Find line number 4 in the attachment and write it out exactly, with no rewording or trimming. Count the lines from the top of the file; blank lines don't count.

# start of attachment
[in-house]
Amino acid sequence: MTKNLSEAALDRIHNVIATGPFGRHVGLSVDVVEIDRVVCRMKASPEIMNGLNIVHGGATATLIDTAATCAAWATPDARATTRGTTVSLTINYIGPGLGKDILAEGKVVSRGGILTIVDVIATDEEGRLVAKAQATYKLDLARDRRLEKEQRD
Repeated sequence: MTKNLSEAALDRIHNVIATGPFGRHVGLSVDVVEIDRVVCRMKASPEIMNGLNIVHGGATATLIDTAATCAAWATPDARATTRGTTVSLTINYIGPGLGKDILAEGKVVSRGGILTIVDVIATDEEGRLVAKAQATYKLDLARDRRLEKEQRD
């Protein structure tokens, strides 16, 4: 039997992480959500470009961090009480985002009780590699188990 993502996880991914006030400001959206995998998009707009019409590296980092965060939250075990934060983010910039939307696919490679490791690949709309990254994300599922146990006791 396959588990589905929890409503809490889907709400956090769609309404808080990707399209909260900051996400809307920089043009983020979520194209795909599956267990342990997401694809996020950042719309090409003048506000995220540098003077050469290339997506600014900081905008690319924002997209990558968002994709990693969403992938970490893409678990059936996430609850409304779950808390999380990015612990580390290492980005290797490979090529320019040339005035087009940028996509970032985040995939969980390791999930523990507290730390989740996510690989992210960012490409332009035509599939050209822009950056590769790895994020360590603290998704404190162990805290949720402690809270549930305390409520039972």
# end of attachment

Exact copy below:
């Protein structure tokens, strides 16, 4: 039997992480959500470009961090009480985002009780590699188990 993502996880991914006030400001959206995998998009707009019409590296980092965060939250075990934060983010910039939307696919490679490791690949709309990254994300599922146990006791 396959588990589905929890409503809490889907709400956090769609309404808080990707399209909260900051996400809307920089043009983020979520194209795909599956267990342990997401694809996020950042719309090409003048506000995220540098003077050469290339997506600014900081905008690319924002997209990558968002994709990693969403992938970490893409678990059936996430609850409304779950808390999380990015612990580390290492980005290797490979090529320019040339005035087009940028996509970032985040995939969980390791999930523990507290730390989740996510690989992210960012490409332009035509599939050209822009950056590769790895994020360590603290998704404190162990805290949720402690809270549930305390409520039972």